- Poor performance from suppliers: When suppliers don’t meet their SLAs, don’t let it slide. Conduct a review, communicate issues with suppliers, and if needed, consider whether there are better partners to work with.
- Inefficient shipping routes: Is your supplier partner using an indirect shipping route? Consider alternatives to see whether you can shorten your lead times.
B2B warehouses also have numerous documents to manage during the receiving process.
For instance, the warehouse will initiate a Purchase Order (PO). A supplier then acknowledges receipt of the PO and sends an Advance Ship Notice (ASN) to alert the warehouse of the package’s shipment, the estimated time of arrival, and the package’s details.
With an ASN, warehouses can identify discrepancies between the shipment and the purchase order before the shipment arrives. If an issue isn’t identified until delivery day, the lead time is effectively doubled, leading to delays for the end customer. B2B warehouses can easily receive ASNs if they have a robust inventory management software with EDI capabilities.
Moreover, if a warehouse has RFID functionality, they can further reduce lead times by using RFID scanners to quickly account for all the items requested in their purchase order.
A warehouse system with EDI functionality also eliminates much of the manual intervention required to manage the documents involved in international shipping and receiving.
The Receiving Process in a B2C Warehouse
The receiving process for B2C warehouses is complicated by low-volume, high-frequency shipments.
Cross-docking limits the amount of time goods spend in inventory, reducing motion waste and cutting inventory carrying costs. To run a cross docking operation in a B2C environment successfully, you need accurate, real-time inventory data on customer orders and demand. Otherwise, your warehouse has no choice but to spend time storing incoming goods.
Moreover, a B2C warehouse faces unique challenges:
- Customers have a lower tolerance for customer delays whereas B2B customers understand the occasional unpredictability of global supply chains
- Relationship management is multiplied by the sheer volume of consumers expecting individual packages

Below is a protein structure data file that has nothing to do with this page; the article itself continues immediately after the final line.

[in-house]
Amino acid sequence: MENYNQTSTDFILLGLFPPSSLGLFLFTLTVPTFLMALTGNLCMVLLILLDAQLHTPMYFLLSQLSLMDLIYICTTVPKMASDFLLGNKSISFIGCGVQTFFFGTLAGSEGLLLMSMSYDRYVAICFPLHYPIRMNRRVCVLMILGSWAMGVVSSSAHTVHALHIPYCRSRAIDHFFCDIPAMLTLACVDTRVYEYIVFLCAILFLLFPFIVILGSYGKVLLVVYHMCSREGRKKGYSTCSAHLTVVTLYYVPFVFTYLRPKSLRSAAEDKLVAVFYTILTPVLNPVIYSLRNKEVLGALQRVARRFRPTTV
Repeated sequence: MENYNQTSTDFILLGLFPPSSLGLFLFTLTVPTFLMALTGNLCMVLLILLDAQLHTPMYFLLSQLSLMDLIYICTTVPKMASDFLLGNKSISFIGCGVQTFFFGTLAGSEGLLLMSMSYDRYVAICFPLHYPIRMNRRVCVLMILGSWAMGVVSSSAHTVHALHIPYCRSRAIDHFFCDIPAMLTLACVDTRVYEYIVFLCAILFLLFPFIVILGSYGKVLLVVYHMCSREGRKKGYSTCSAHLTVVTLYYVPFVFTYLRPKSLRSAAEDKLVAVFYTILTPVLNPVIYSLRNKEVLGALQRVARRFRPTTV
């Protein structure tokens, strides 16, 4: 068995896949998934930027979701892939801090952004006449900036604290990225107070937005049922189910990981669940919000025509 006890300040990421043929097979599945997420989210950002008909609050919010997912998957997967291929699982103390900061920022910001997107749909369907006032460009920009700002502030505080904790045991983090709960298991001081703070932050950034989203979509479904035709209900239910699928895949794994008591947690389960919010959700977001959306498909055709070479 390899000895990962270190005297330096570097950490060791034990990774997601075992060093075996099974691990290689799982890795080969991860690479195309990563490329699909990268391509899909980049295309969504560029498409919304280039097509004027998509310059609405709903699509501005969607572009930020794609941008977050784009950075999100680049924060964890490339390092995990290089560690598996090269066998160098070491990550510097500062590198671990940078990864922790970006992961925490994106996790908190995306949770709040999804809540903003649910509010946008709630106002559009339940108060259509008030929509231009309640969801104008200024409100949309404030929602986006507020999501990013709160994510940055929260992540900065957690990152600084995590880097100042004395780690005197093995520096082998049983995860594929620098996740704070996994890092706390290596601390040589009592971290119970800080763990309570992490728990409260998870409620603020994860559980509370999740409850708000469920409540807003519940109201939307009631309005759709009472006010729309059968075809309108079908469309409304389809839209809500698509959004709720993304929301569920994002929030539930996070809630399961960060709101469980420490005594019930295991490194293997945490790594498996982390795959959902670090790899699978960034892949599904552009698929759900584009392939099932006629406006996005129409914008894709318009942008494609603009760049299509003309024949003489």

- Cross-docking operations must address the fact that outbound shipments are going to multiple residential addresses rather than a handful of retailers
B2B vs B2C: The Difference In Inventory Management
Inventory Management in a B2B Warehouse
Inventory management software is a standard feature of any B2B warehouse. Often, an inventory management system is part of a warehouse’s larger WMS.
B2B businesses traditionally act as wholesalers. Their warehouse service doesn’t require much value-add in terms of packaging items. As a result, the focus is on strategically storing goods so they can be easily found.
Remember, it’s not just about storing your goods. It’s about being able to find them when you need them. B2B warehouses routinely look for ways to streamline the process of locating goods by:
- System integrations: Integrating order management or customer relationship management (CRM) tools directly with the warehousing system allows B2B warehouses to quickly process orders and move inventory
- Warehouse layout optimizations: By using their CRM and WMS data, B2B warehouses can identify their most frequently purchased goods and position them closest to the shipping area
- Automated storage and retrieval systems (AS/RS): Some companies choose computer-controlled system for storage and retrieval, automating the entire process
Better Warehouse Performance = Higher Profit Margins: Logiwa syncs accurate data across your entire interface so the inventory numbers you see on your dashboard are what your employees see on their devices. Learn how Logiwa uses real-time data to help you get up to 100% inventory accuracy and 2.5x shipments.
Inventory Management in a B2C Warehouse
The idea of countless “one-off” B2C orders is a nightmarish vision for most warehouse operators. Why bother with that mess when you can live in the saner B2B world of bulk orders?